Preserving Nature's Best
Drying your own herbs is sweet and simple
Want to taste the goodness of homegrown herbs all year long? You can by drying a little bit of nature's best.
“Drying or freezing a year-round supply of fresh garden herbs is easier than you think,” says gardener Kate Rossetto of Kate's Garden.
Air-drying is the easiest and least expensive preservation method. As moisture slowly and naturally evaporates, fragrant oils remain. You can use a dehydrator if you are drying large quantities, but Kate warns against microwaves. Air-drying is best suited for sage, thyme, summer savory, dill, bay leaves, oregano, rosemary and marjoram.
Kate starts with the freshest herbs available. She strips a couple of inches of leaves from lower stems, ties the herbs in small bundles with string, yarn or rubber bands and hangs the bundles in a dark, well ventilated room until dried. A simple clothes hanger works great or you can improvise. Remove the dried herbs from their stems and store in labelled glass or metal containers.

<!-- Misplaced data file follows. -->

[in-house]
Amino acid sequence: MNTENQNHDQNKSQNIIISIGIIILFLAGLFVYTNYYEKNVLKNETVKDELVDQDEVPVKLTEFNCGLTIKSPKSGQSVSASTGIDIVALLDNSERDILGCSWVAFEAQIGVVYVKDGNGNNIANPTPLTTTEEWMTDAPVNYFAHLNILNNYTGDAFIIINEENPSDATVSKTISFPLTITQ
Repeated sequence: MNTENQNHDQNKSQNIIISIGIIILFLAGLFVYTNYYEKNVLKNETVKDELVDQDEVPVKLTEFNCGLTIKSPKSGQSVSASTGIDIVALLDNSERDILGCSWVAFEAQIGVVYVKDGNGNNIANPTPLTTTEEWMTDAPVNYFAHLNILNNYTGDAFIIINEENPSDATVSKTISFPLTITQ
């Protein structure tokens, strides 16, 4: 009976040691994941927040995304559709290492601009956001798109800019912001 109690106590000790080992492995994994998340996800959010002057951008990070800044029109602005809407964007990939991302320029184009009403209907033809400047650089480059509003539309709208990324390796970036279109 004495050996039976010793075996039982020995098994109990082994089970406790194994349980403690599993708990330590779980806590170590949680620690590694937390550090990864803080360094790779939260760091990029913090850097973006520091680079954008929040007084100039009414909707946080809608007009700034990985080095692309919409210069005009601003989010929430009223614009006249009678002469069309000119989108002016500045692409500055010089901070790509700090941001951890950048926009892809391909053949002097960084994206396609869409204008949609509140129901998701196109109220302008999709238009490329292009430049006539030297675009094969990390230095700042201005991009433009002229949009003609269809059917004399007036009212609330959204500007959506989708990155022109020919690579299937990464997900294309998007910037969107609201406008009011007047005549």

To dry parsley and mint, Kate suggests air drying with a running fan or a dehydrator and working with smaller batches. As these herbs are moister, mold can quickly set in.
To release the full flavor of dried herbs, use a mortar and pestle to grind the leaves before adding them to your food, either as directed by your recipe or during the last half-hour of cooking. Crushing dried herbs with your hands is even easier. If, by chance, you have herbs left at the beginning of the next season, toss them in to your compost and begin anew with fresh herbs.
Kate preserves basil, tarragon, chives, and lemon balm, by chopping or tearing the herbs into small pieces. She scatters the herbs into ice cube trays and covers them with olive oil or water. Once frozen, she stores the cubes in zip lock bags to use as needed. This method retains flavor and color. Herbs preserved in oil can be added to pesto, flavored butters and oil-based sauces like mayonnaise or salad dressings.